Les Miserables (1862)
Amazon.com Top 100 Books of the Millenium
Our story begins, to my amazement (and consternation), some twenty years ago. I was a sophomore at Colgate and, if memory serves (which is doubtful), it was a Monday night in February. I and some fellow fraternity brothers adjourned to the basement for a long night of Television and a few frothy beverages. To our chagrin, we found an elder Brother seated before the TV and a Hallmark Hall of Fame special about to begin. None of us had ever heard of that night's special presentation--callow youths that we were, we had hoped for an episode of Solid Gold--but Joe Doggett, the sage who had staked a claim, told us to sit down and shut up. We sat slack-jawed for the next two hours as Les Miserables, starring Richard Jordan and Anthony Perkins, unfolded before us and claimed our rapt attention. Suffice it to say, we were all amazed at this great story that we'd never even heard of, a story which by itself justifies the existence of France.. I ran out the next day to get the book, but was put off by its elephantine girth.
Flash forward a few years and the story had been turned into the much ballyhooed Musical--now everyone was reading it. In fact, we had a beach house at the Jersey shore and Tim Dowling decided it was the perfect beach book. He'd tote the thousand-plus-page tome down to the beach every day, read two pages and fall fast asleep. But you see, that's the kind of book it is--the narrative is so long and digresses so often that it must certainly qualify as one of the most put-downable books of all time. I finally did manage to mule through the whole thing, and buried within it is the great story we saw that night on television, but you've got to dig pretty deep to find it.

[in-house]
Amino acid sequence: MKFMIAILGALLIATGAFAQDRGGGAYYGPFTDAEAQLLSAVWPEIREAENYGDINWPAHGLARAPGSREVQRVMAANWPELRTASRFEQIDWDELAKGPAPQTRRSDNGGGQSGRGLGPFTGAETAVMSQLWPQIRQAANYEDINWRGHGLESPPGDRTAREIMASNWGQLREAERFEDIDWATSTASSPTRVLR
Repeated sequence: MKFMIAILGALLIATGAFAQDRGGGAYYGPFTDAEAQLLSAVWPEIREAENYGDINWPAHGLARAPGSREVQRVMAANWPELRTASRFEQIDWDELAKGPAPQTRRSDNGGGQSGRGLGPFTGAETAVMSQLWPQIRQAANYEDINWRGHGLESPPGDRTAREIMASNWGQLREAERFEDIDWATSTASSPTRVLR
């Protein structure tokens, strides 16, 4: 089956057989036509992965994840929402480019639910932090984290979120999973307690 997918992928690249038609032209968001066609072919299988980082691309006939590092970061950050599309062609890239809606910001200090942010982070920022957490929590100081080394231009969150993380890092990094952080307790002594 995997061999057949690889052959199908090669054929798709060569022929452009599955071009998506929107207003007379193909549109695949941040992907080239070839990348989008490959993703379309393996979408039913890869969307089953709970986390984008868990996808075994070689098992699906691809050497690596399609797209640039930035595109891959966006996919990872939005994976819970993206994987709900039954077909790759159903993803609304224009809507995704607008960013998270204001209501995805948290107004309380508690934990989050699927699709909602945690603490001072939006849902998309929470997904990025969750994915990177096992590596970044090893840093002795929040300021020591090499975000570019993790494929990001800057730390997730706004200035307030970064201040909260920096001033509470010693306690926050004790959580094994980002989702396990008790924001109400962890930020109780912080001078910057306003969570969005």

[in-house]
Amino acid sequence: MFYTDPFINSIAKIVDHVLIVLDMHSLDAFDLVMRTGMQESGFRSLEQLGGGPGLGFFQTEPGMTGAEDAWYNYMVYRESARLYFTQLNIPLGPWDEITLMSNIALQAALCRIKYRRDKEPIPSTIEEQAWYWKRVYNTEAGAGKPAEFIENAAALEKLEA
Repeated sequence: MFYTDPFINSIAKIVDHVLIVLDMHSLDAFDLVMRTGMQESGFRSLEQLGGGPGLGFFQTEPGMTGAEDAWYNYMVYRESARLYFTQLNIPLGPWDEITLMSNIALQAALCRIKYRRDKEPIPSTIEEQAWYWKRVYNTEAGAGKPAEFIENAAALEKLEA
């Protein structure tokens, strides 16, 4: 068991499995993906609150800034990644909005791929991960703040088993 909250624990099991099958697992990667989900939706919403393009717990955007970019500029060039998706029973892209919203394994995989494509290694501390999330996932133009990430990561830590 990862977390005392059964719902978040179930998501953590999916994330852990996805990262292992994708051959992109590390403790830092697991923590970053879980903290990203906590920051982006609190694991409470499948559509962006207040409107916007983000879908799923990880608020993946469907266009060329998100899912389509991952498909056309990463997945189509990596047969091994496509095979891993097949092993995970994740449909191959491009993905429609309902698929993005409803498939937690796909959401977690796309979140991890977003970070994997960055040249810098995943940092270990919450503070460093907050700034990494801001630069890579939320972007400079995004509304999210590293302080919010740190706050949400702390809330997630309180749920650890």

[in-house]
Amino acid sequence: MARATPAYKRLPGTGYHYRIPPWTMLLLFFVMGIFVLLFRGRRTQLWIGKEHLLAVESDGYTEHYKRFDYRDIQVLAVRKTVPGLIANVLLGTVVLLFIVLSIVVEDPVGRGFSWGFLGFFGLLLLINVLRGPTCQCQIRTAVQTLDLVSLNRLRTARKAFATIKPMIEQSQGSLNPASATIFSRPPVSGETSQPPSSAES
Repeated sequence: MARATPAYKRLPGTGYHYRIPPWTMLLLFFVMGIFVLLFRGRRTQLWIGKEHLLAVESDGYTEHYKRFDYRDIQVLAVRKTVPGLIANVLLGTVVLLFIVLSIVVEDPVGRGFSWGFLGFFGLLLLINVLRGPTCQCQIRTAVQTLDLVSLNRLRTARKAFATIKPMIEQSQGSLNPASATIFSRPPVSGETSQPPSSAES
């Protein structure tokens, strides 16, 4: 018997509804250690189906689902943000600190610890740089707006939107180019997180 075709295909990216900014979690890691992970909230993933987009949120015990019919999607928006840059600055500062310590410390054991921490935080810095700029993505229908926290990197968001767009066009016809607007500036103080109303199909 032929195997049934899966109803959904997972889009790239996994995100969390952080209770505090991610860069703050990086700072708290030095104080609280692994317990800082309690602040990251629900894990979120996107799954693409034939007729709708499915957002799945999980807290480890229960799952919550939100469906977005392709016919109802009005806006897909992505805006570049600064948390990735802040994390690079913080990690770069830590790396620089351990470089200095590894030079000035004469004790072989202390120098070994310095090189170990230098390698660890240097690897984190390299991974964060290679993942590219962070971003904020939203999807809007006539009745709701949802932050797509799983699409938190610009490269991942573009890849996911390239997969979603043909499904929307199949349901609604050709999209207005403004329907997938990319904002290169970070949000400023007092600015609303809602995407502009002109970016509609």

So, when it came time to review the book for the site, I admit I resorted to an abridged version. The translation and abridgment is by James K. Robinson and I highly recommend it. Gone are the endless pages on farming techniques and the like, along with the lengthy description of Waterloo, by the end of which you simply had no idea what was going on in the battle. What remains is just the classic story of the convict Jean Valjean: his redemption; his rise in society; his repeated flights from the relentless Inspector Javert; his love for Cosette; and his Oedipal rivalry with young Marius for Cosette's affection.
Even if you don't know the story, you've encountered it before; most famously, the TV series The Fugitive borrowed freely from the plot, even down to naming the police pursuer Gerard. I mentioned in my Man With the Golden Arm review the similarities that book shares with this one. The one great weakness that they share is the over sympathetic view of the poor in general and criminals specifically. But more instructive for our purposes are the differences. Chief among these is that, whereas Algren and Richard Wright in Native Son (see Orrin's review) have the lower class milieu, the oppressive law enforcement and the manhunt down pat, only Hugo includes the element of redemption. For all his reputation as a writer of the Left, there is something profoundly conservative in the arc of Jean Valjean's life. First Monseigneur Bienvenu in saving Valjean makes it clear that he is performing, not simply a good deed but, a Christian act:
Jean Valjean, my brother, you no longer belong to
evil, but to good. It is your soul that I buy from